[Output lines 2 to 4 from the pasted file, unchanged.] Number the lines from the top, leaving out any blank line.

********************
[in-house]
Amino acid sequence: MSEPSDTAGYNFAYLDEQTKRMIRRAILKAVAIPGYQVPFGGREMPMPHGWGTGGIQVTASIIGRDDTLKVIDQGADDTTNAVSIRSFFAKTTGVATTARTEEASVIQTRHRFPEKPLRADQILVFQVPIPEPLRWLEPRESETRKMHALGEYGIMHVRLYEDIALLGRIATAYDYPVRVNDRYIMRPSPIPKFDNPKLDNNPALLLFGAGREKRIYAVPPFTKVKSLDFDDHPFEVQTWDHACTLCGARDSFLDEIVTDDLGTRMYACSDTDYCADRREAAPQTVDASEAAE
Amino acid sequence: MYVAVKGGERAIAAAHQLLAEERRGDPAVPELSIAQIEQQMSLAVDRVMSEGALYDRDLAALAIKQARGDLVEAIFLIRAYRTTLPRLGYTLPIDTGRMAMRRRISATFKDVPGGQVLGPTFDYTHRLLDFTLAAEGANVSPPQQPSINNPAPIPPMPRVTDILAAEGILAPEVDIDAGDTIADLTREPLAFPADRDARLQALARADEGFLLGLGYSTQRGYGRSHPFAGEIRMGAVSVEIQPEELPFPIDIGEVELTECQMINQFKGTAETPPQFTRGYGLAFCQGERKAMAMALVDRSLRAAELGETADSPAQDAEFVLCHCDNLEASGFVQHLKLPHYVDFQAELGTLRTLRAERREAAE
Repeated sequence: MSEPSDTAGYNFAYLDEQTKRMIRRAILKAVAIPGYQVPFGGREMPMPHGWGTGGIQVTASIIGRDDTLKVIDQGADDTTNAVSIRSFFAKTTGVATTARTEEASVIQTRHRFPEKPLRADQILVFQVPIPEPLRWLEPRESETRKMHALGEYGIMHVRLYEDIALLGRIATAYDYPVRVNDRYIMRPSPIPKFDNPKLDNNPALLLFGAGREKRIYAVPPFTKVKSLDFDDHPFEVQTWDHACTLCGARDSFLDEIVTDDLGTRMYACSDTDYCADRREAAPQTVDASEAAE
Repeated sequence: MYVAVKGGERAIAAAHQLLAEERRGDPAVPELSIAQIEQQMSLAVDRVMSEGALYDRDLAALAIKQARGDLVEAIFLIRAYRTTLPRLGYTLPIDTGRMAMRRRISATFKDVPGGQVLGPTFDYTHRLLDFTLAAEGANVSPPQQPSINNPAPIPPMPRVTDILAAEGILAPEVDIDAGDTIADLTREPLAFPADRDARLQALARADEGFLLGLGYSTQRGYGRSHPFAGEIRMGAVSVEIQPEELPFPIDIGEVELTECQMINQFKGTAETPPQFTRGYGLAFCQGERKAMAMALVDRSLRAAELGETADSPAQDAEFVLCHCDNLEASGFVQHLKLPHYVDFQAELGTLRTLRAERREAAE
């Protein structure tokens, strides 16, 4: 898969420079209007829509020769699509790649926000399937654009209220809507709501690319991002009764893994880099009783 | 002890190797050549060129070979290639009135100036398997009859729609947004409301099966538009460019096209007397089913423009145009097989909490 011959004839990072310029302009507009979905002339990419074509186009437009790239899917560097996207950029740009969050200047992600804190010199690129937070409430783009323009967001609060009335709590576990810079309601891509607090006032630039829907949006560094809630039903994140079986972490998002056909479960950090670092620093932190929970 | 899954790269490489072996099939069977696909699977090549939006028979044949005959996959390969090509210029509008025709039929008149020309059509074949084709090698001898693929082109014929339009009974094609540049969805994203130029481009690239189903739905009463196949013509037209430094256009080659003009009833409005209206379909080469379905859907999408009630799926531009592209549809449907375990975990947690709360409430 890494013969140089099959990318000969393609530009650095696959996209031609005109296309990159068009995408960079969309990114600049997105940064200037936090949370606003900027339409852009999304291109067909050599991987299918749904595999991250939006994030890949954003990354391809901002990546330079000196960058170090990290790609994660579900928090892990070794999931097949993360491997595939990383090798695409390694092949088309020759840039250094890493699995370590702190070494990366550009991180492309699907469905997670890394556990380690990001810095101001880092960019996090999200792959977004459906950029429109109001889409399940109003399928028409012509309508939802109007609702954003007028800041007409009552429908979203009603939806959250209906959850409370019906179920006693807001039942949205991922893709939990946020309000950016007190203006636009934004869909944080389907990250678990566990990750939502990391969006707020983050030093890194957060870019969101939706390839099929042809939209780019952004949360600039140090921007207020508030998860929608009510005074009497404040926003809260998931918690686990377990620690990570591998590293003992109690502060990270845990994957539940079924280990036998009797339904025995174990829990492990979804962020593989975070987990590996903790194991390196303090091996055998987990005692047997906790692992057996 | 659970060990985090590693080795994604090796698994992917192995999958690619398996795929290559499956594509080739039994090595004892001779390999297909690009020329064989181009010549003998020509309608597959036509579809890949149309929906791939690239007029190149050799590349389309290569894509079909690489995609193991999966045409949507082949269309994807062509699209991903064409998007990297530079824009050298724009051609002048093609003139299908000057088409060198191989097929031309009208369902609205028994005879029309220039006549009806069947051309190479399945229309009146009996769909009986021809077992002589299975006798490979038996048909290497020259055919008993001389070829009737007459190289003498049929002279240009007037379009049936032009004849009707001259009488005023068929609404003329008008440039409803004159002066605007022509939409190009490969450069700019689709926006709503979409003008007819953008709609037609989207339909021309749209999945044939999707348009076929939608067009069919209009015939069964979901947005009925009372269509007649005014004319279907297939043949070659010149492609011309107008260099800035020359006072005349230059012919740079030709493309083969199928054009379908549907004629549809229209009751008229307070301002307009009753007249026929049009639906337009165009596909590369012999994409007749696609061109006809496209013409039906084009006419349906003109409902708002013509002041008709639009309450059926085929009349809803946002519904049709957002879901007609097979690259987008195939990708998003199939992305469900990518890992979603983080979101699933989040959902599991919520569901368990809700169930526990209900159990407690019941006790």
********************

Amino acid sequence: MSEPSDTAGYNFAYLDEQTKRMIRRAILKAVAIPGYQVPFGGREMPMPHGWGTGGIQVTASIIGRDDTLKVIDQGADDTTNAVSIRSFFAKTTGVATTARTEEASVIQTRHRFPEKPLRADQILVFQVPIPEPLRWLEPRESETRKMHALGEYGIMHVRLYEDIALLGRIATAYDYPVRVNDRYIMRPSPIPKFDNPKLDNNPALLLFGAGREKRIYAVPPFTKVKSLDFDDHPFEVQTWDHACTLCGARDSFLDEIVTDDLGTRMYACSDTDYCADRREAAPQTVDASEAAE
Amino acid sequence: MYVAVKGGERAIAAAHQLLAEERRGDPAVPELSIAQIEQQMSLAVDRVMSEGALYDRDLAALAIKQARGDLVEAIFLIRAYRTTLPRLGYTLPIDTGRMAMRRRISATFKDVPGGQVLGPTFDYTHRLLDFTLAAEGANVSPPQQPSINNPAPIPPMPRVTDILAAEGILAPEVDIDAGDTIADLTREPLAFPADRDARLQALARADEGFLLGLGYSTQRGYGRSHPFAGEIRMGAVSVEIQPEELPFPIDIGEVELTECQMINQFKGTAETPPQFTRGYGLAFCQGERKAMAMALVDRSLRAAELGETADSPAQDAEFVLCHCDNLEASGFVQHLKLPHYVDFQAELGTLRTLRAERREAAE
Repeated sequence: MSEPSDTAGYNFAYLDEQTKRMIRRAILKAVAIPGYQVPFGGREMPMPHGWGTGGIQVTASIIGRDDTLKVIDQGADDTTNAVSIRSFFAKTTGVATTARTEEASVIQTRHRFPEKPLRADQILVFQVPIPEPLRWLEPRESETRKMHALGEYGIMHVRLYEDIALLGRIATAYDYPVRVNDRYIMRPSPIPKFDNPKLDNNPALLLFGAGREKRIYAVPPFTKVKSLDFDDHPFEVQTWDHACTLCGARDSFLDEIVTDDLGTRMYACSDTDYCADRREAAPQTVDASEAAE